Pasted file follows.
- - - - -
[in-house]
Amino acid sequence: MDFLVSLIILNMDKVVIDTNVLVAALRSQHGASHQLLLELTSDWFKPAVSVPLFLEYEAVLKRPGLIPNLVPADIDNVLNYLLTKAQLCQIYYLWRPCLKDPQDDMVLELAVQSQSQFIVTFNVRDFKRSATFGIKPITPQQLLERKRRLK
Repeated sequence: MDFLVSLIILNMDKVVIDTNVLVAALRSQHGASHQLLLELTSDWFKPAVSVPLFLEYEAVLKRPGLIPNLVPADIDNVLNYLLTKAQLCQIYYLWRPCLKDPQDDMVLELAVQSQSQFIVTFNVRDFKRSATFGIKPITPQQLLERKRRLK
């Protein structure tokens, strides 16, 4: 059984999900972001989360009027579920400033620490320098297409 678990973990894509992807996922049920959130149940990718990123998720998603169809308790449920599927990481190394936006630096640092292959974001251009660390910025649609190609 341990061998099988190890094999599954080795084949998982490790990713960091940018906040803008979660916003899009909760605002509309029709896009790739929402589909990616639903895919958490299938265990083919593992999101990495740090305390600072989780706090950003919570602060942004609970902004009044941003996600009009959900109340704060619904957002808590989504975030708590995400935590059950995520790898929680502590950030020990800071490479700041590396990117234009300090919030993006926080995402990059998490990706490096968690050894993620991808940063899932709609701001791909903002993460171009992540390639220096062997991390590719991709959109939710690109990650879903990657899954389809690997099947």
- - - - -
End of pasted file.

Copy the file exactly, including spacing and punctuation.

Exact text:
[in-house]
Amino acid sequence: MDFLVSLIILNMDKVVIDTNVLVAALRSQHGASHQLLLELTSDWFKPAVSVPLFLEYEAVLKRPGLIPNLVPADIDNVLNYLLTKAQLCQIYYLWRPCLKDPQDDMVLELAVQSQSQFIVTFNVRDFKRSATFGIKPITPQQLLERKRRLK
Repeated sequence: MDFLVSLIILNMDKVVIDTNVLVAALRSQHGASHQLLLELTSDWFKPAVSVPLFLEYEAVLKRPGLIPNLVPADIDNVLNYLLTKAQLCQIYYLWRPCLKDPQDDMVLELAVQSQSQFIVTFNVRDFKRSATFGIKPITPQQLLERKRRLK
């Protein structure tokens, strides 16, 4: 059984999900972001989360009027579920400033620490320098297409 678990973990894509992807996922049920959130149940990718990123998720998603169809308790449920599927990481190394936006630096640092292959974001251009660390910025649609190609 341990061998099988190890094999599954080795084949998982490790990713960091940018906040803008979660916003899009909760605002509309029709896009790739929402589909990616639903895919958490299938265990083919593992999101990495740090305390600072989780706090950003919570602060942004609970902004009044941003996600009009959900109340704060619904957002808590989504975030708590995400935590059950995520790898929680502590950030020990800071490479700041590396990117234009300090919030993006926080995402990059998490990706490096968690050894993620991808940063899932709609701001791909903002993460171009992540390639220096062997991390590719991709959109939710690109990650879903990657899954389809690997099947």